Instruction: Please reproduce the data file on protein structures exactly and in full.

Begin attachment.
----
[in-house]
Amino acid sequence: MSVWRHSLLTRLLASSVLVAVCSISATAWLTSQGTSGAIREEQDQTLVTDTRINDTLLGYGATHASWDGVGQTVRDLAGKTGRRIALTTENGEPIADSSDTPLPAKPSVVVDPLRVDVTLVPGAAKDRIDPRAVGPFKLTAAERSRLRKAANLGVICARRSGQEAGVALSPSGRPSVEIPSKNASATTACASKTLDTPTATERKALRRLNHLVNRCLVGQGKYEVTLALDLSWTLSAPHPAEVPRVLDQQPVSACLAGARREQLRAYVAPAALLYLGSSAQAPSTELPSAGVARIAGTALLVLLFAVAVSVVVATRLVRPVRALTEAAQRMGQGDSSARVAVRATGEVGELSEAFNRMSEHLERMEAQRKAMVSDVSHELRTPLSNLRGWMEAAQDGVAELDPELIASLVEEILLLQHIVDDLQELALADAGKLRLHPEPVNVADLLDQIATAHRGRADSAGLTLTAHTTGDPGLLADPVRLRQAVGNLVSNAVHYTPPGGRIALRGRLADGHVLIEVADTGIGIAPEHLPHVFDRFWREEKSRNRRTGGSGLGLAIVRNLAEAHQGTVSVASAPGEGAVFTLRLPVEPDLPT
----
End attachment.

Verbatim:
[in-house]
Amino acid sequence: MSVWRHSLLTRLLASSVLVAVCSISATAWLTSQGTSGAIREEQDQTLVTDTRINDTLLGYGATHASWDGVGQTVRDLAGKTGRRIALTTENGEPIADSSDTPLPAKPSVVVDPLRVDVTLVPGAAKDRIDPRAVGPFKLTAAERSRLRKAANLGVICARRSGQEAGVALSPSGRPSVEIPSKNASATTACASKTLDTPTATERKALRRLNHLVNRCLVGQGKYEVTLALDLSWTLSAPHPAEVPRVLDQQPVSACLAGARREQLRAYVAPAALLYLGSSAQAPSTELPSAGVARIAGTALLVLLFAVAVSVVVATRLVRPVRALTEAAQRMGQGDSSARVAVRATGEVGELSEAFNRMSEHLERMEAQRKAMVSDVSHELRTPLSNLRGWMEAAQDGVAELDPELIASLVEEILLLQHIVDDLQELALADAGKLRLHPEPVNVADLLDQIATAHRGRADSAGLTLTAHTTGDPGLLADPVRLRQAVGNLVSNAVHYTPPGGRIALRGRLADGHVLIEVADTGIGIAPEHLPHVFDRFWREEKSRNRRTGGSGLGLAIVRNLAEAHQGTVSVASAPGEGAVFTLRLPVEPDLPT